Exclusive outtakes from industry leaders
The limited number of Sharia scholars has meant the same
group of men are on various advisory boards which has led to criticism
that people can go “fatwa shopping” and that scholars are in it for the money.
Not so, says Harris Irfan, head of Islamic products at
“We’re not out fatwa shopping,” he said at the Reuters
Islamic Banking and Finance Summit. “We want to work with the
scholar who’s willing to say ‘no’ (to non-Sharia products)”
A study last year by Funds at Work, a consultant for the
fund industry, looked at scholars’ engagement by financial firms
in the Gulf Arab region. It found the top 10 scholars hold about
46 percent of all available positions in the region.
Internationally, excluding the Gulf, the top 10 scholars –
out of 70 active outside the region — hold 58 percent of board
Anyone waiting for Gulf banks to consolidate — a long talked about prospect — can forget about it for now.
With debt markets shut, leaving only pricey equity financing, budding suitors are standing frozen, unable to make a commitment.
from Global Investing:
Speaking at the Reuters Islamic Finance Summit today, Dar highlighted the development of an upcoming F&C fund that will meet both ethical and Shariah investing criteria, and can be sold to both Muslims and non-Muslims. "I see this as the way forward in markets such as Malaysia, where a significant proportion of the population is non-Muslim," he said, adding that once such products have established a track record, it should appeal to a broader audience, and encourage other launches.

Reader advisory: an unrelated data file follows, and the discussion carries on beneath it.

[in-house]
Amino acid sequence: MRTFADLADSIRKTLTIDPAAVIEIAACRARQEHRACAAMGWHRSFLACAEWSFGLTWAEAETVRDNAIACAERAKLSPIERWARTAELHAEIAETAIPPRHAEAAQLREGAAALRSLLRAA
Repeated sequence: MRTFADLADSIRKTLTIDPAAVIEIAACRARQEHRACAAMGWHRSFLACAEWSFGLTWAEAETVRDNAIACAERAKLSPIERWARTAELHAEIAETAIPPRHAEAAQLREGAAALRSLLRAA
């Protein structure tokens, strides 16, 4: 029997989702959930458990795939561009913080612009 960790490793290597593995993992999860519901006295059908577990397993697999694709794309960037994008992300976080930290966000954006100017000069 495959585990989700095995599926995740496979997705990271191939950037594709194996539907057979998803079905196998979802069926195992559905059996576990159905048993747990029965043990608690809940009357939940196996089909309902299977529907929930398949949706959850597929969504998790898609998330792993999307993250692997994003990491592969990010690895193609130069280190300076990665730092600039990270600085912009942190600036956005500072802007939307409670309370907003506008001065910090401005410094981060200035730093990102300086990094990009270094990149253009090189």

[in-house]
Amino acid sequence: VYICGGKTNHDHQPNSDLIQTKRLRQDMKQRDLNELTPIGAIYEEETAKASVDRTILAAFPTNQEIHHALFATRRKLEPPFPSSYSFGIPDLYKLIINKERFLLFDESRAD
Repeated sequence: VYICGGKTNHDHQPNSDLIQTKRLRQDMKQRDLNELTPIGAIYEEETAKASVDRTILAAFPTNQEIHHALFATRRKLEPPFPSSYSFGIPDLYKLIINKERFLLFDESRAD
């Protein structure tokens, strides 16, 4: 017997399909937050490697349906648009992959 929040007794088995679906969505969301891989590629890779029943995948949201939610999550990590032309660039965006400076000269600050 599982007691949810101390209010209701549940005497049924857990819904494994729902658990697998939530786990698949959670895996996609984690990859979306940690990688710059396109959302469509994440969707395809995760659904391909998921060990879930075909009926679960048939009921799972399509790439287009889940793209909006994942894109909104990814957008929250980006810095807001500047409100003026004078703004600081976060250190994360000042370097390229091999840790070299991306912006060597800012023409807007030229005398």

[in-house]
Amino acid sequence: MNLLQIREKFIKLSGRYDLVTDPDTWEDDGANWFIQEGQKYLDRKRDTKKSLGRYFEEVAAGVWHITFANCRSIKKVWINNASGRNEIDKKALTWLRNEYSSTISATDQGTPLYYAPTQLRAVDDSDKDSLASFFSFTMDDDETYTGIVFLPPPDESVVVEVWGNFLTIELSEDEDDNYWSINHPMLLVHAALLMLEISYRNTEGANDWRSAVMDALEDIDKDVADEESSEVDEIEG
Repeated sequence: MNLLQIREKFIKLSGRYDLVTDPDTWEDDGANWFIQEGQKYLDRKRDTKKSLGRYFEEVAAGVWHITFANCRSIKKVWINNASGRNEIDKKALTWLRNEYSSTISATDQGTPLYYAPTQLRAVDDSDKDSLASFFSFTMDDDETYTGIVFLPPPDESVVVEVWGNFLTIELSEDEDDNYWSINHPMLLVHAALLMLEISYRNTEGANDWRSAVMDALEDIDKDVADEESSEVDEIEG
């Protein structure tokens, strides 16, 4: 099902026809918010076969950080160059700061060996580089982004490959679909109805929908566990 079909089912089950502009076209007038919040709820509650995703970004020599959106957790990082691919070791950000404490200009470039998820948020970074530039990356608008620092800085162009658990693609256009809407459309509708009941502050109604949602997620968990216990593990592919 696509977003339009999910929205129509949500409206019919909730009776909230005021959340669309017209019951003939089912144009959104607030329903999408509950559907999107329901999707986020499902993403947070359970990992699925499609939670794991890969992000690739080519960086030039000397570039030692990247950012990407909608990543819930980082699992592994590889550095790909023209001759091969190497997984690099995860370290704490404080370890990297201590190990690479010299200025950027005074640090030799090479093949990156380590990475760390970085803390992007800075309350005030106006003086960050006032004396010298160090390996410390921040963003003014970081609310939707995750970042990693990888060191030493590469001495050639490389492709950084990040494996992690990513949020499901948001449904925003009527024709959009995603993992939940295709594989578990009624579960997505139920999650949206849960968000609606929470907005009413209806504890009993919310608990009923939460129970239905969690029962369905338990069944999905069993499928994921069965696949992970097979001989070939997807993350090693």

But, aside from the tragic cost of death or injury, wars also cost a lot of money to finance and President-elect Barack Obama will be facing some of those costs (as well as a whole mess of other stuff) when he takes office in January.
The world is a more dangerous place because of the global economic meltdown, according to Northrop Grumman Chief Executive Ronald Sugar, whose company provides specialized aircraft, radar and other electronics to meet that threat.
Sugar was the kick-off speaker at the annual Reuters Aerospace and Defense Summit on Monday in Washington, D.C.
The Reuters Middle East Investment Summit kicks off on Monday 3 November. With the world facing its worst economic downturn since the 1930s, the summit is set to provide a view from the world’s largest oil producing nation. Events organisation is never easy and in such turbulent times, the region is proving just as difficult. Five speaker cancellations just 12 hours before the summit highlighted just how diifficult keeping appointments is in the region. Emergency board meetings, sudden trips overseas or in one case “yes we confirm in the morning” to “we are not sure by lunch time” to “no, no the chairman has other engagements by the evening.” Anybody doing business in the region is acutely aware that appointments are never rigid, but when the world needs stability and not chaos it might be time to keep to those appointments to reassure the investment community. As one public relations executive noted “As they say in these parts In Sha’ Allah (God Willing) next time.”
However, he thinks the market sell-off over the past two weeks has thrown up good value and said the Middle Eastern bank will look to raise up to $600 million for three Asia-focused funds next year. Kuwait Finance House is the Gulf third-largest lender.
Super-wealthy individuals in commodity-rich areas such as Russia and the Middle East are reaping the benefits of a five-year boom in oil and other commodity prices.